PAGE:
Seasoned culinary hand & Head Product Development, ITC, Chef Harpawan Kapoor talks about how chocolate continues to be the most feminine of ingredients
As told to Madhulika Dash
Think Chocolate and it is obvious to think of a woman. Call it marketing gimmick that has layered our imagination or chocolate's reputation as an "aphrodisiac" and the ultimate gastronomic hedonism, when it comes to describing the AZTEC discovery we see it as an ingredient that personifies feminism – and indulge it too.
In many ways, Chocolate does embody quite a few qualities of the modern-day women. And no one will be able to tell you this like a chocolatier chef, whose work in a day revolves around understanding and working with the many moods of what has been described as the Food Of Gods. Chocolate, even in its unpalatable (its bitter to coffee) natural state, is one moody ingredient. Much like his other bean cousin (coffee), chocolate too plays to the tunes of nature and can be very different in character. In fact, each bean harvested comes with its defined character and needs a seasoned mind and hand to mould it into objects of absolute pleasure.
But this column isn't about the various nuances of Chocolate, now is a guide into the real world of chocolate that is made of cocoa solid and natural butter; this piece is about my journey as the head of product development with ITC exploring one of the ingredients that taught me much about patience, perseverance and the need to constantly work on to create masterpieces of indulgences.
Unlike most chocolate makers, as a member of the team that created and revolutionised the luxury chocolate space in India, my association with chocolate is one that has been much like the story of Benjamin Button. Yes, in spite an ardent love for desserts, I had to walk the path of first working with compound chocolates before I could graduate to single origin, artisanal bars on one hand, and from simple chocolate to one that had complex layers and textures. It was most of the times a mind-blowing experience, much like one would have while watching Charlie in The Chocolate Factory.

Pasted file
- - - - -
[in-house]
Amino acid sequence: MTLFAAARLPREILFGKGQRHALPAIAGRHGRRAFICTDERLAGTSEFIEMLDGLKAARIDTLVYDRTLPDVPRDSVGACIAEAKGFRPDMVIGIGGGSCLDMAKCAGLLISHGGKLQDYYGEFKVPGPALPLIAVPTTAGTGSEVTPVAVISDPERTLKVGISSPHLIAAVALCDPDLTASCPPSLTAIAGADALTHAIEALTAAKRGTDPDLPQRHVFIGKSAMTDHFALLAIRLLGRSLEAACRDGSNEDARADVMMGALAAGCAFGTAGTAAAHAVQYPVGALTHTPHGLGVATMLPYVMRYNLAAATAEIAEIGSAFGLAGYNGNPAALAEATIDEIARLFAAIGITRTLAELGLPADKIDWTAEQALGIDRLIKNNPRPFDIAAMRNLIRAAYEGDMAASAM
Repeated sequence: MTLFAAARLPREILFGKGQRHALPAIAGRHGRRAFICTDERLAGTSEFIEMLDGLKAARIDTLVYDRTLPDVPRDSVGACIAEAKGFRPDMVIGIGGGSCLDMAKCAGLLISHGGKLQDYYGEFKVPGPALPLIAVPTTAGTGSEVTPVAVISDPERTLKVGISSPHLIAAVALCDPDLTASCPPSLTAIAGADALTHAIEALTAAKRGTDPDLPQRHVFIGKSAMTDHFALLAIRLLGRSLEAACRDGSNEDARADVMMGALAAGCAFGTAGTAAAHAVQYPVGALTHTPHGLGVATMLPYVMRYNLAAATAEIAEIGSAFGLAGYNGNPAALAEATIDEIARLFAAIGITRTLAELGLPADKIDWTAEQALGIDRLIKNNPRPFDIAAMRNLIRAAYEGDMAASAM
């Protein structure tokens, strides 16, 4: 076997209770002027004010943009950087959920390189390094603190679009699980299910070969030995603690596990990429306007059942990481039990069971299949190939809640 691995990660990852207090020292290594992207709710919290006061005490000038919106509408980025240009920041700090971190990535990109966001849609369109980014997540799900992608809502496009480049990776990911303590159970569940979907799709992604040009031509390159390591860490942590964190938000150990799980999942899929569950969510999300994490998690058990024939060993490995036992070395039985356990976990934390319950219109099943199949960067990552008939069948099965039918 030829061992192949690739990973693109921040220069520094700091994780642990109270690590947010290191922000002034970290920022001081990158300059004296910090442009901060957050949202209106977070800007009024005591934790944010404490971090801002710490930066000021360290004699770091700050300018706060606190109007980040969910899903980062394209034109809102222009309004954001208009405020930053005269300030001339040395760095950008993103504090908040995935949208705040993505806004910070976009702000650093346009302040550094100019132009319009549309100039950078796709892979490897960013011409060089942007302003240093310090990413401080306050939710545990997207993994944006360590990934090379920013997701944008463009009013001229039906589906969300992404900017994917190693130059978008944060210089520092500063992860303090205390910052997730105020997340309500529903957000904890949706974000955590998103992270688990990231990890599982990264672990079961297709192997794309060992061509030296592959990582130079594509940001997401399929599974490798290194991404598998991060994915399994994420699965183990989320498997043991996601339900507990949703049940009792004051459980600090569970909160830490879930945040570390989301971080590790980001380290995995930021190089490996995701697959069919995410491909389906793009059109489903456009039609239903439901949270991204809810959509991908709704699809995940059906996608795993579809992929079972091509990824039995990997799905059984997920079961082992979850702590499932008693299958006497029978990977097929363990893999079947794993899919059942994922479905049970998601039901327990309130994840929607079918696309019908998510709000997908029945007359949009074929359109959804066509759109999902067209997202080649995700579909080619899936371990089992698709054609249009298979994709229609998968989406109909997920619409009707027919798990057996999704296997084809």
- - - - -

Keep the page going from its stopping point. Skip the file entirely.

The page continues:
Working with chocolate needs the focus of a horologists –every single step needs a good amount of listening, understanding and cajoling to get the desired result. And yet for a produce that in one moment seems so fragile and temperamental, pairs stunningly with ingredients that are both bold, overpowering and fragile. Who could have thought that it could take the intense cooking of a mole before Mexican nuns created and popularised it. Or even come in a hue different from the signature velvet like brown shade till Barry Callebaut created its fourth chocolate offering called the Ruby Chocolate. Made from naturally-occurring Ruby hued cocoa beans, this new version of chocolate has a distinct berry flavour – and almost redefines everything that we know about chocolates and its nature. As the first Indian chocolate company to have full access to this new artisanal variety, it challenged and showcased different ways chocolate could be played around with and a creation could be nurtured.
The only other experience that perhaps comes close to the experience where first you are stunned then thrown in this vortex of surprises before being bedazzled with the creation has been the making of the historic Gianduja.
After spending nearly two decades in the culinary world and dedicating a lot of those years trying to understand the mysteries of chocolate, I have come to believe that Chocolate is the most feminine of ingredients in many ways. It behaves in the most mysterious ways, it needs tobe carefully nurtured right from the bean (harvesting) to the bar. It is delicate, sensitive and needs careful handling, and yet when you give it all, it is perhaps the best indulgence you have.